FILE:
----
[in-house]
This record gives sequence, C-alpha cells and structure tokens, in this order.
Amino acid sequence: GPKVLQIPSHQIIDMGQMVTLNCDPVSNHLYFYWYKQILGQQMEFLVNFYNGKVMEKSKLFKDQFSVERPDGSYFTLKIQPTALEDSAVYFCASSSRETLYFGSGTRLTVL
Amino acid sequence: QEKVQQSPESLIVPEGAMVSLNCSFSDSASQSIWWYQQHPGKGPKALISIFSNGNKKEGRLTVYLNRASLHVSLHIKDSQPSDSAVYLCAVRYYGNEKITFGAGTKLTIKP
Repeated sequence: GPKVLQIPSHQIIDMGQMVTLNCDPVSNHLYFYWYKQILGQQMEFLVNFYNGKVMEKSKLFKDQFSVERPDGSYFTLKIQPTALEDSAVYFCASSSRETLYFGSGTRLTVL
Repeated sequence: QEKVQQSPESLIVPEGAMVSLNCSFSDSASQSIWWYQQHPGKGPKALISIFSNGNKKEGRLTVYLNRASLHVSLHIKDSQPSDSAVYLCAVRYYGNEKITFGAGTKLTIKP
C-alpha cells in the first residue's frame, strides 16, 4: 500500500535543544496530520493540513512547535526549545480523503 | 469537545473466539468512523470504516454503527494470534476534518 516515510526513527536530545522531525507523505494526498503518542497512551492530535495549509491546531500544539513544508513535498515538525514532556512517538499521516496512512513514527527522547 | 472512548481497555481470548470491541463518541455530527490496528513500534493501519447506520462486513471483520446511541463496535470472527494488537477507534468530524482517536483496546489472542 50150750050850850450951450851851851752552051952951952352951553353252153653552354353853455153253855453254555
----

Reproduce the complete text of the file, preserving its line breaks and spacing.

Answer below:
[in-house]
This record gives sequence, C-alpha cells and structure tokens, in this order.
Amino acid sequence: GPKVLQIPSHQIIDMGQMVTLNCDPVSNHLYFYWYKQILGQQMEFLVNFYNGKVMEKSKLFKDQFSVERPDGSYFTLKIQPTALEDSAVYFCASSSRETLYFGSGTRLTVL
Amino acid sequence: QEKVQQSPESLIVPEGAMVSLNCSFSDSASQSIWWYQQHPGKGPKALISIFSNGNKKEGRLTVYLNRASLHVSLHIKDSQPSDSAVYLCAVRYYGNEKITFGAGTKLTIKP
Repeated sequence: GPKVLQIPSHQIIDMGQMVTLNCDPVSNHLYFYWYKQILGQQMEFLVNFYNGKVMEKSKLFKDQFSVERPDGSYFTLKIQPTALEDSAVYFCASSSRETLYFGSGTRLTVL
Repeated sequence: QEKVQQSPESLIVPEGAMVSLNCSFSDSASQSIWWYQQHPGKGPKALISIFSNGNKKEGRLTVYLNRASLHVSLHIKDSQPSDSAVYLCAVRYYGNEKITFGAGTKLTIKP
C-alpha cells in the first residue's frame, strides 16, 4: 500500500535543544496530520493540513512547535526549545480523503 | 469537545473466539468512523470504516454503527494470534476534518 516515510526513527536530545522531525507523505494526498503518542497512551492530535495549509491546531500544539513544508513535498515538525514532556512517538499521516496512512513514527527522547 | 472512548481497555481470548470491541463518541455530527490496528513500534493501519447506520462486513471483520446511541463496535470472527494488537477507534468530524482517536483496546489472542 50150750050850850450951450851851851752552051952951952352951553353252153653552354353853455153253855453254555